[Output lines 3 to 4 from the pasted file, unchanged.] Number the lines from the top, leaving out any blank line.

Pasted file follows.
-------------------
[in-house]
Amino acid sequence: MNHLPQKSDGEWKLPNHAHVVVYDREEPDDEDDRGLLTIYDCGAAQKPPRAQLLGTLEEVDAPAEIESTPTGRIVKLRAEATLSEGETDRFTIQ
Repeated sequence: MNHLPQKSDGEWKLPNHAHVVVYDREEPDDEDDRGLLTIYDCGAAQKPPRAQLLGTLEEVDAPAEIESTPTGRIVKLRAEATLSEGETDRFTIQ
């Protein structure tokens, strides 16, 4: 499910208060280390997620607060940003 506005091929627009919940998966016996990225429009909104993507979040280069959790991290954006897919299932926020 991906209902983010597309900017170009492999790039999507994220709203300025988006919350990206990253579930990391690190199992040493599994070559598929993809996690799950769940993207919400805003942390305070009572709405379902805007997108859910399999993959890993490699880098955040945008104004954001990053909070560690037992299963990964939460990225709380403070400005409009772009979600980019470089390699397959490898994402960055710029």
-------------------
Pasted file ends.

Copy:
Repeated sequence: MNHLPQKSDGEWKLPNHAHVVVYDREEPDDEDDRGLLTIYDCGAAQKPPRAQLLGTLEEVDAPAEIESTPTGRIVKLRAEATLSEGETDRFTIQ
């Protein structure tokens, strides 16, 4: 499910208060280390997620607060940003 506005091929627009919940998966016996990225429009909104993507979040280069959790991290954006897919299932926020 991906209902983010597309900017170009492999790039999507994220709203300025988006919350990206990253579930990391690190199992040493599994070559598929993809996690799950769940993207919400805003942390305070009572709405379902805007997108859910399999993959890993490699880098955040945008104004954001990053909070560690037992299963990964939460990225709380403070400005409009772009979600980019470089390699397959490898994402960055710029």